Case Law, Sobrinho v Impresa: Serious allegations do not always mean serious harm – Nathan Capone

31 01 2016

expresoThe case of Sobrinho v Impresa Publishing ([2016] EWHC 66 (QB)) was a defamation claim in respect of an article in a Portuguese newspaper which alleged illegality on the part of a banker.  Dingemans J held that this had not caused serious harm to the banker’s reputation in England and Wales. Further, the proceedings were an abuse of process, his reputation already having been vindicated in Portugal. Read the rest of this entry »

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Case Law: R (on the application of C) v Secretary of State for Justice, An open or shut case? – Alasdair Henderson

30 01 2016

lady-haleWhen is it right to keep the names of parties to litigation a secret? That was the difficult question the Supreme Court had to grapple with in the case of  R(C) v. Secretary of State for Justice ([2016] UKSC 2). The decision to allow a double-murderer to remain anonymous led to outraged headlines in the tabloids. Yet the Court reached the unanimous conclusion that this was the right approach. Why? Read the rest of this entry »





Theedom and Impresa: Lessons on serious harm – Claire Gill and Isabella Piasecka

29 01 2016

Defamation ActAt first blush, the two most recent libel cases in which the question of serious harm has been tested, yielded contradictory findings.  Both cases were argued on the same day before different Judges at separate trials of preliminary issues. In Theedom v Nourish Training Ltd ([2015] EWHC 3769 (QB)) the court found that the Claimant had satisfied the threshold test of s.1 Defamation Act 2013. In Alvaro Sobrinho v Impresa Publishing SA ([2016] EWHC 66 (QB)) the court found that the threshold test had not been met and further, that the claim was an abuse of process. Read the rest of this entry »





Intrusion into physical privacy – Nicole Moreham

28 01 2016

Law of Privacy and the MediaIt is possible to breach a person’s privacy without disseminating any information about him or her?  Many theorists and judges have recognized this non-informational aspect of the privacy interest, often labelling it ‘intrusion’ or physical privacy. Read the rest of this entry »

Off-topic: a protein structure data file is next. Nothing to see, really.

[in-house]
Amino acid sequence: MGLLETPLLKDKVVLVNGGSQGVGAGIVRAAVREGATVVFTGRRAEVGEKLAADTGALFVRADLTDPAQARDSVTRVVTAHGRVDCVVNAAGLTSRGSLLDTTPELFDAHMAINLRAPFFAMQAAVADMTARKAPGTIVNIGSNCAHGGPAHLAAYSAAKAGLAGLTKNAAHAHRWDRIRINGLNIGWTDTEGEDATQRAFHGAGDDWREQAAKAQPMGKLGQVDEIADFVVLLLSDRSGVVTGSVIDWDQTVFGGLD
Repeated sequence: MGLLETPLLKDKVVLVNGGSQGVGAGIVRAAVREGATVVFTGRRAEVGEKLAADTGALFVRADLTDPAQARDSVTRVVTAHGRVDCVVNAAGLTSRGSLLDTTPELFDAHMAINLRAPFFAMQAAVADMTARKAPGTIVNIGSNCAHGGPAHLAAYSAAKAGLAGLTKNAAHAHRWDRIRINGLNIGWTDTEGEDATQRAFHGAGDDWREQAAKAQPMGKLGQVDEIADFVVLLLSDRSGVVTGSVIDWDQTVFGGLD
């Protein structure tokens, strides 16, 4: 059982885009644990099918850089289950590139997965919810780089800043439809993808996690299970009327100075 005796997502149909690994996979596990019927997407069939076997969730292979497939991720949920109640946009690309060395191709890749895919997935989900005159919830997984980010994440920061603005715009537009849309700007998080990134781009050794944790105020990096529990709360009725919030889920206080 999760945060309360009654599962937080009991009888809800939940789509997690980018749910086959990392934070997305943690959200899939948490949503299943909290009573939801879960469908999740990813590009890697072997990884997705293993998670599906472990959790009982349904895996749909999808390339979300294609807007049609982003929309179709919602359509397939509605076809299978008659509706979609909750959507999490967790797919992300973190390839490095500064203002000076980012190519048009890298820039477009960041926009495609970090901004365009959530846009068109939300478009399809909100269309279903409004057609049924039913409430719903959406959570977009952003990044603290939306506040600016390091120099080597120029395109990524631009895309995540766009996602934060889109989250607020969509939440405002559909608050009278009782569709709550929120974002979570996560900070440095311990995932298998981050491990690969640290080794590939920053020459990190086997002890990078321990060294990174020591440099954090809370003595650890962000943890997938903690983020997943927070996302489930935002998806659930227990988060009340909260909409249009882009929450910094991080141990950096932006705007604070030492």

Case Law, R (Miranda) v Secretary of State for the Home Department, Stop Powers under Terrorism Act incompatible with Article 10 – David Scott

27 01 2016

David Miranda 2On 19 January 2016 the Court of Appeal handed down judgment in R (on application of Miranda) v Secretary of State for the Home Department ([2016] EWCA Civ 6).  The case concerned David Miranda’s detention under the Terrorism Act 2000.  While upholding the lawfulness  of the detention in the immediate case, ruled that the stop powers under Schedule 7 of the Terrorism Act lack sufficient legal safeguards to be in line with Article 10. Read the rest of this entry »





Harassment by Publication in the Media – Nicole Moreham

26 01 2016

Law of Privacy and the MediaThe Protection from Harassment Act 1997 (“the Act”) is becoming an increasingly important tool for those seeking to protect their privacy against intrusion by the media and private individuals.  The Act was introduced to combat stalking, racial harassment, and disruption from neighbours, but ‘harassment’ is not defined in the Act and its reach is therefore in fact much wider.  It has the potential to catch a range of media news-gathering activities including persistent photography, trailing, and door-stepping. Read the rest of this entry »





Law and Media Round Up – 25 January 2016

25 01 2016

New Round UpIMPRESS, the first independent press regulator, has announced that it has submitted its application for recognition to the Press Recognition Panel and its first members. The chair of IMPRESS, Walter Merricks, gave a lecture entitled “IMPRESS the future of press regulation in the UK” at the LSE on 20 January 2016. Read the rest of this entry »